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The House That Saved Me

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NANCY HILLER HOME
Nancy Hiller

Like most girls born circa 1960, my sister and I were raised to want two things in life: a husband and a house, in that order. So pervasive was this expectation among the members of our middle-class, third-generation-American cohort that it did not even have to be spoken. The message was everywhere -- in TV shows, in magazine ads ... not to mention in the hushed conversations of great-aunts anxious lest a beloved niece suffer the indignity of never marrying.

Throughout childhood, my future husband and house were ever-present, if only in the faintest of outlines. Oddly, the house made a stronger impression than the man. Long before I fantasized about kissing or even conversing with a man, I had pictured the house, a cottage surrounded by garden. There, I knew, I would be able to be myself, without answering to others. (That I would have associated "home" with not having to answer to others, or at least an other, is ironic, especially in retrospect; presumably this persistent quirk in my understanding of home can be implicated in the failure of my two marriages. "Don't touch anything while I'm away," the men in my life have learned to stammer as they depart on business or vacation, scarred by previous returns to the hell of a kitchen or bathroom remodel-in-progress.)

Only in my late 30s, when I found myself in a small Indiana town, exhausted after years of chasing the greener grass on the other side of a degree/marriage/relocation/[insert your own key to reinvention] and miffed at the ending of yet another relationship, did I finally begin to understand that having a home of my own could itself be a kind of relationship.

Unable to find a job directly related to my degrees, I had returned to self-employment as a cabinetmaker, the occupation I'd trained for as a Cambridge dropout responding to her stepfather's routine insults: "What are you, Nance? Useless."

I fell in love with my 1925 bungalow the first time I saw it -- not because of its location (across the street from my city's soup kitchen and homeless shelter, and midway between a factory and a hospital, which ensured a constant flow of noisy traffic) or especially impressive architectural features, but because it was perfectly modest and had clearly been loved. The tidy front lawn, white clapboard siding, and aluminum storm door, its central panel fashioned around a letter -- for Pope, the family that had lived there since its construction -- melted my heart. The pristine interior, suffused with the presence of the widow who had loved it her entire adult life, confirmed the thrilling realization: This was my house.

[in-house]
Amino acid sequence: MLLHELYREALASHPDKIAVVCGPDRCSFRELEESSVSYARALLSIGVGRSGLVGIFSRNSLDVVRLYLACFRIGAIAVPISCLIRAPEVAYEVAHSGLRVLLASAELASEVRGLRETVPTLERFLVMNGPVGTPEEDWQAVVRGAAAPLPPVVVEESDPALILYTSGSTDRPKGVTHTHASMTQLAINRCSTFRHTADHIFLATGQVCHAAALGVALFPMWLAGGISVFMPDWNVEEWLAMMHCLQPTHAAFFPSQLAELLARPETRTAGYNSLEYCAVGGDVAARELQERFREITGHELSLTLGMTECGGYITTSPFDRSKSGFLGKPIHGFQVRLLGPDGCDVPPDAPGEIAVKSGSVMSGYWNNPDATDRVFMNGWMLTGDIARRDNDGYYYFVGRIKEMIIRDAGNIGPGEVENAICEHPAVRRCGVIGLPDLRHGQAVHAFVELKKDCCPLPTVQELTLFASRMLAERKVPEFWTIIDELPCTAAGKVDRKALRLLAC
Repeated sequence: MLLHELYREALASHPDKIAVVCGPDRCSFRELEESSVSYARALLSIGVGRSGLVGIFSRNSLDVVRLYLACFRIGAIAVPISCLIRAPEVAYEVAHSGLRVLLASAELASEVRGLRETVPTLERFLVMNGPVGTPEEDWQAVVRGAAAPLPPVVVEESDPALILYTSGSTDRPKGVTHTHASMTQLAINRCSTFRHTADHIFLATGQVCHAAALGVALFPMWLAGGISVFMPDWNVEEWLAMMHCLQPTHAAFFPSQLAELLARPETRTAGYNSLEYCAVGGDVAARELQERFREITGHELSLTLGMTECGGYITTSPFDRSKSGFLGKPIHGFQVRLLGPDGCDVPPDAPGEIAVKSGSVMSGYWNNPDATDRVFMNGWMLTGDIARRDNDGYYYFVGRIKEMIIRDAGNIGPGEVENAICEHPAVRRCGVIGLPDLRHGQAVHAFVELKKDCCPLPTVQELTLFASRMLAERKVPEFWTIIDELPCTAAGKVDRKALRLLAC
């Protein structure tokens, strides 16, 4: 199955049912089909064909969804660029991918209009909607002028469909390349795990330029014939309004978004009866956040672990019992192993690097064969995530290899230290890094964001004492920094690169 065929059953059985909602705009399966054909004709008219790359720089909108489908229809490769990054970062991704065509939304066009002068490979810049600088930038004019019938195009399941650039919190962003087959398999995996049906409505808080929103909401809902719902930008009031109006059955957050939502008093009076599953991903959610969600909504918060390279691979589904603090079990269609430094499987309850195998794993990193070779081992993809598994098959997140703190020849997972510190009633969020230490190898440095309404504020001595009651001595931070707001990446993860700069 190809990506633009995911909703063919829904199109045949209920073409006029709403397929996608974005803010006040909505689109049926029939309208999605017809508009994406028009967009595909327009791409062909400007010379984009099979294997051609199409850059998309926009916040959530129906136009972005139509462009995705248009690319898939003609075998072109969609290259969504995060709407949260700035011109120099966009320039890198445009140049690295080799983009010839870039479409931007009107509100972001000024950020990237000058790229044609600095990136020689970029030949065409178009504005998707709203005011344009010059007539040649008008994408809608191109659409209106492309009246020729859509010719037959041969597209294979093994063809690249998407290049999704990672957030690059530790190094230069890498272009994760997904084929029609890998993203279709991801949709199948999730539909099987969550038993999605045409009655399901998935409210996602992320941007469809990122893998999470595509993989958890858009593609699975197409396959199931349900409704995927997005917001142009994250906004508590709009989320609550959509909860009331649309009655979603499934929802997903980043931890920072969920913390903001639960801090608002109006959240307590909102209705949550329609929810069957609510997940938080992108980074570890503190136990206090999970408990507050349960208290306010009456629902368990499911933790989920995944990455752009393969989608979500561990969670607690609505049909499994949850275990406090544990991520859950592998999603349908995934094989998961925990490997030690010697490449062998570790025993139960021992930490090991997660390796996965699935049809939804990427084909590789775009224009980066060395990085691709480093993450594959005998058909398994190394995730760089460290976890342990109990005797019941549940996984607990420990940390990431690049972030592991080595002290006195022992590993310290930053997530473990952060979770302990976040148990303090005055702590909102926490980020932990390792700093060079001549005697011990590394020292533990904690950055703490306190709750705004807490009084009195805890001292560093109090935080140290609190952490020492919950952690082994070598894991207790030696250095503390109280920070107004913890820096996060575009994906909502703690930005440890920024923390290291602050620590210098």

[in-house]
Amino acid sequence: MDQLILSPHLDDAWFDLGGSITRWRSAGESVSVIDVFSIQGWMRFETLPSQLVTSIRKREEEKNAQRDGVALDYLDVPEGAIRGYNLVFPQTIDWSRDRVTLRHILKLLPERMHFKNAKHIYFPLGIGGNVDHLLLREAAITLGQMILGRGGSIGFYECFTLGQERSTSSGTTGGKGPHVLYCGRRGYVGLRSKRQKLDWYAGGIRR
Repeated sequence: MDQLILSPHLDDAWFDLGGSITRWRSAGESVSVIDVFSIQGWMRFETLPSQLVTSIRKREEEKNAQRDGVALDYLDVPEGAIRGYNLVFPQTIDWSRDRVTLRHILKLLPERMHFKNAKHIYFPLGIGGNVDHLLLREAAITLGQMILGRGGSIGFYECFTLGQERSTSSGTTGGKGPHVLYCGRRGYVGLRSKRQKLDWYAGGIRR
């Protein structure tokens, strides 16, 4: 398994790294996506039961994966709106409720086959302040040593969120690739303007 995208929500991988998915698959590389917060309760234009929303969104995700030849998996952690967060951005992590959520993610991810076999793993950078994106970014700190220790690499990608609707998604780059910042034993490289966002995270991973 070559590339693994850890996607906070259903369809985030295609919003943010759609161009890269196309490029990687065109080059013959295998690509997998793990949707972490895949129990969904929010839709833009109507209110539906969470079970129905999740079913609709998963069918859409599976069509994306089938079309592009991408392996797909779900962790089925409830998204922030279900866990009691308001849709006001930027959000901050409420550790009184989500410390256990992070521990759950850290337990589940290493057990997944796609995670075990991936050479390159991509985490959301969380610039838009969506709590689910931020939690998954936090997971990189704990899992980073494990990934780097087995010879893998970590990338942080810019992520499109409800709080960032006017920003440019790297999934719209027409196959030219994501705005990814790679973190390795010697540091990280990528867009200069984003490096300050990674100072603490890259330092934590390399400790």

It wasn't long before the boyfriend who'd moved there with me found his own place. Utterly exasperated, I devoted all my spare time to the house: pulling up carpet, stripping wallpaper, painting rooms, installing '20s-style cabinets I built in the basement. I started a riotous cottage garden that would eventually surround the house and spill down the front slope to the street.

Sometimes I took in paying renters. Other times, I took a break from human companions and indulged in the deep pleasure of having the house to myself.

Not that it was ever easy. I worried about finances and often wondered whether I would ever again enjoy a relationship with a man. Still, it gradually hit me: My house itself had become a kind of partner. I spent my nights embraced by its sloping eaves. When I gave to the house, whether by painting a room or planting a flowering vine; it delighted me with beauty. Equally important, the house provided irrefutable evidence of my abilities. My stepfather had been wrong.

Just as the house offered me shelter and protection, I felt a growing obligation to care for it -- not just its structure and systems, but its history. It had been the lifelong home of a family before me, and I wanted to steward it for them. The house was filled with that family, from marbles the children had lost in the garden to old newspapers with which their parents had lined the attic. And then there were the hooks-and-eyes mysteriously screwed to the exterior doors -- "Chicken latches," Mrs. Pope's son had called them when showing me around the house just after the closing. He'd used the latches to keep his own son, nicknamed Chicken, from leaving grandma's house without being noticed. The more I learned about the Popes, the deeper grew my appreciation of my larger home, the town of Bloomington, which deepened my sense of belonging to a community. Though more diffuse, this, too, was a dimension of my relationship with my house.

In the end, my home allowed me to be myself in a far truer sense than that of merely not having to answer to others. My relationship with my house, characterized as it was by the typical variety of rewards and challenges -- holiday parties and plumbing disasters, paying renters and transient boyfriends, professional crises and successes -- allowed me to become the person I'd always sensed I could be.

PHOTOS from "A Home of Her Own" by Nancy Hiller: